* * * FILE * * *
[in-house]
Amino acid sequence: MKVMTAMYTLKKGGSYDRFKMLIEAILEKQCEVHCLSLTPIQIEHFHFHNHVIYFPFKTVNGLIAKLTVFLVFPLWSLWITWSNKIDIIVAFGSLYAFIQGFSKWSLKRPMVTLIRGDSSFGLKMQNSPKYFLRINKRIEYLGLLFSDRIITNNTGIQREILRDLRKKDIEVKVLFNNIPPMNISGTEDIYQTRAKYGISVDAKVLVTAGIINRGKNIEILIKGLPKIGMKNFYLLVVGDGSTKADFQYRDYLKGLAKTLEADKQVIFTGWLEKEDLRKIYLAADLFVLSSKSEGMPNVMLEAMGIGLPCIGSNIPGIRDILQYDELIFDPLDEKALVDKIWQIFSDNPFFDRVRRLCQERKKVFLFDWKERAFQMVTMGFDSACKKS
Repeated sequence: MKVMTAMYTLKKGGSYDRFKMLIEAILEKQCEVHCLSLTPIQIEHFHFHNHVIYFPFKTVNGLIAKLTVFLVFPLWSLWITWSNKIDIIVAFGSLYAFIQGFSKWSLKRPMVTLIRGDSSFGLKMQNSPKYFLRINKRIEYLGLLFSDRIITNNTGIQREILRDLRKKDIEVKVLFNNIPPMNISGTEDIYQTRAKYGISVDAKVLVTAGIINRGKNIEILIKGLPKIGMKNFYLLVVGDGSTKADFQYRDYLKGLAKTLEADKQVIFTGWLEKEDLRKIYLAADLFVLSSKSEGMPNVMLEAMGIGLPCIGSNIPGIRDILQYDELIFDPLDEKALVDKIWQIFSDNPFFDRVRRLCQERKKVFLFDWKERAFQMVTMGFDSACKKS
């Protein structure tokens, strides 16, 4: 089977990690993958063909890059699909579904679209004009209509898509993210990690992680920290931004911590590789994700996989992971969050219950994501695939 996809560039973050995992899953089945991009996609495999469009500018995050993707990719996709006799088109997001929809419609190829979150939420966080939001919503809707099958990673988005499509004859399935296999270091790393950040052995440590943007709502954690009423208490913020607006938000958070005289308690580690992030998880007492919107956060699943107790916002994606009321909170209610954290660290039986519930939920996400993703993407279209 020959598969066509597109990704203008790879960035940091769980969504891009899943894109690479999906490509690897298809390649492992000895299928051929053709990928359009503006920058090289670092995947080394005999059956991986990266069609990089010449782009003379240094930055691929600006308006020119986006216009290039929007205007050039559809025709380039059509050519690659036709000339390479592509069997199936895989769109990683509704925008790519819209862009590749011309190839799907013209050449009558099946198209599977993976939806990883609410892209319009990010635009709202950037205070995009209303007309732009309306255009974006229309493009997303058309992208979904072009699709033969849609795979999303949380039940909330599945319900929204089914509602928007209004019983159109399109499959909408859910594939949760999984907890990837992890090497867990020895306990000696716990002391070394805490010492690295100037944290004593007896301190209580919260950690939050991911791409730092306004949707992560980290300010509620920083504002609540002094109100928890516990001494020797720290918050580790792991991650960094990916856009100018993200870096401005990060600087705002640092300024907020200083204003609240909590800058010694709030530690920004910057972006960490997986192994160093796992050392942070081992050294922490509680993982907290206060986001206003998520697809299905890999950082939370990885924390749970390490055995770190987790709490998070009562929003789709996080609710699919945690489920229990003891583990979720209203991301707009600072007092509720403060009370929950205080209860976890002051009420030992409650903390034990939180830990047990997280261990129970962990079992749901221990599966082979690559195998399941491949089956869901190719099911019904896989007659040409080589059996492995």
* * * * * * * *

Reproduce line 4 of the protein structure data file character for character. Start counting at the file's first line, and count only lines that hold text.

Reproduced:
């Protein structure tokens, strides 16, 4: 089977990690993958063909890059699909579904679209004009209509898509993210990690992680920290931004911590590789994700996989992971969050219950994501695939 996809560039973050995992899953089945991009996609495999469009500018995050993707990719996709006799088109997001929809419609190829979150939420966080939001919503809707099958990673988005499509004859399935296999270091790393950040052995440590943007709502954690009423208490913020607006938000958070005289308690580690992030998880007492919107956060699943107790916002994606009321909170209610954290660290039986519930939920996400993703993407279209 020959598969066509597109990704203008790879960035940091769980969504891009899943894109690479999906490509690897298809390649492992000895299928051929053709990928359009503006920058090289670092995947080394005999059956991986990266069609990089010449782009003379240094930055691929600006308006020119986006216009290039929007205007050039559809025709380039059509050519690659036709000339390479592509069997199936895989769109990683509704925008790519819209862009590749011309190839799907013209050449009558099946198209599977993976939806990883609410892209319009990010635009709202950037205070995009209303007309732009309306255009974006229309493009997303058309992208979904072009699709033969849609795979999303949380039940909330599945319900929204089914509602928007209004019983159109399109499959909408859910594939949760999984907890990837992890090497867990020895306990000696716990002391070394805490010492690295100037944290004593007896301190209580919260950690939050991911791409730092306004949707992560980290300010509620920083504002609540002094109100928890516990001494020797720290918050580790792991991650960094990916856009100018993200870096401005990060600087705002640092300024907020200083204003609240909590800058010694709030530690920004910057972006960490997986192994160093796992050392942070081992050294922490509680993982907290206060986001206003998520697809299905890999950082939370990885924390749970390490055995770190987790709490998070009562929003789709996080609710699919945690489920229990003891583990979720209203991301707009600072007092509720403060009370929950205080209860976890002051009420030992409650903390034990939180830990047990997280261990129970962990079992749901221990599966082979690559195998399941491949089956869901190719099911019904896989007659040409080589059996492995």